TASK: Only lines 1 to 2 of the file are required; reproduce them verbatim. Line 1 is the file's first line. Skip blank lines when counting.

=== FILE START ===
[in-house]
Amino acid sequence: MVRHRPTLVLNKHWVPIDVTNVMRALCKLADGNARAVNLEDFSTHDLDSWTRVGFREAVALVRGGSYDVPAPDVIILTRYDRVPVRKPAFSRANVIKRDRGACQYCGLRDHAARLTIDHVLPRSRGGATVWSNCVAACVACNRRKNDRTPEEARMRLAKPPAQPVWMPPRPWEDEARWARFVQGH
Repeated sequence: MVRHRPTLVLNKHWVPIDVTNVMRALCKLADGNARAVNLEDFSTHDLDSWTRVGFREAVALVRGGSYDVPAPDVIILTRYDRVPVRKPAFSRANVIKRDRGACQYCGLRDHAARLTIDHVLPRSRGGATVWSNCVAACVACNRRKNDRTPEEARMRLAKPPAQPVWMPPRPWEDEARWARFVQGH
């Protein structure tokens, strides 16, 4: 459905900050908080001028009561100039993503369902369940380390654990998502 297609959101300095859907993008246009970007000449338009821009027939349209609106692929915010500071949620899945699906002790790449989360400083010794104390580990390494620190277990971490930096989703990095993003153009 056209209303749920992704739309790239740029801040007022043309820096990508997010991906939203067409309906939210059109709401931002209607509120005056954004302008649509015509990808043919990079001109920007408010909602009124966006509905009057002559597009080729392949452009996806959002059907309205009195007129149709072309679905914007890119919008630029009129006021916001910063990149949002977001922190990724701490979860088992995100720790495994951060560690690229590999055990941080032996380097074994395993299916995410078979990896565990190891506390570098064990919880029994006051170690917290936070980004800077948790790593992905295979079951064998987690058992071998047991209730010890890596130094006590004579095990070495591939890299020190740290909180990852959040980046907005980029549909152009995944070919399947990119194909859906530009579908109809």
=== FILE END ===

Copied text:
[in-house]
Amino acid sequence: MVRHRPTLVLNKHWVPIDVTNVMRALCKLADGNARAVNLEDFSTHDLDSWTRVGFREAVALVRGGSYDVPAPDVIILTRYDRVPVRKPAFSRANVIKRDRGACQYCGLRDHAARLTIDHVLPRSRGGATVWSNCVAACVACNRRKNDRTPEEARMRLAKPPAQPVWMPPRPWEDEARWARFVQGH